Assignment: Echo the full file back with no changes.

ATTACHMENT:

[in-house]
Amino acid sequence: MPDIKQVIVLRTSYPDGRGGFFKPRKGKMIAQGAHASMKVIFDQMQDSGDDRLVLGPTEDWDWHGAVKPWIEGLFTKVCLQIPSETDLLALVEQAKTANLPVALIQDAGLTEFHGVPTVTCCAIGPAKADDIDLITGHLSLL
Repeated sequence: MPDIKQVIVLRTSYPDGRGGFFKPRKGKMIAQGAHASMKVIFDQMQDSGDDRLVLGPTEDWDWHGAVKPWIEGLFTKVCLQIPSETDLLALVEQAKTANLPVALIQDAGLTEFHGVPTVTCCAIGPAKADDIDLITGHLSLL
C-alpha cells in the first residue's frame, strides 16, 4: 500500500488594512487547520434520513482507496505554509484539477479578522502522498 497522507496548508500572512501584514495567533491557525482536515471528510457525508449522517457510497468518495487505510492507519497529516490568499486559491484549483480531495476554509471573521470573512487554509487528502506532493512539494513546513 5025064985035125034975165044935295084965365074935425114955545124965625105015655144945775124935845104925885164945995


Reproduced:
[in-house]
Amino acid sequence: MPDIKQVIVLRTSYPDGRGGFFKPRKGKMIAQGAHASMKVIFDQMQDSGDDRLVLGPTEDWDWHGAVKPWIEGLFTKVCLQIPSETDLLALVEQAKTANLPVALIQDAGLTEFHGVPTVTCCAIGPAKADDIDLITGHLSLL
Repeated sequence: MPDIKQVIVLRTSYPDGRGGFFKPRKGKMIAQGAHASMKVIFDQMQDSGDDRLVLGPTEDWDWHGAVKPWIEGLFTKVCLQIPSETDLLALVEQAKTANLPVALIQDAGLTEFHGVPTVTCCAIGPAKADDIDLITGHLSLL
C-alpha cells in the first residue's frame, strides 16, 4: 500500500488594512487547520434520513482507496505554509484539477479578522502522498 497522507496548508500572512501584514495567533491557525482536515471528510457525508449522517457510497468518495487505510492507519497529516490568499486559491484549483480531495476554509471573521470573512487554509487528502506532493512539494513546513 5025064985035125034975165044935295084965365074935425114955545124965625105015655144945775124935845104925885164945995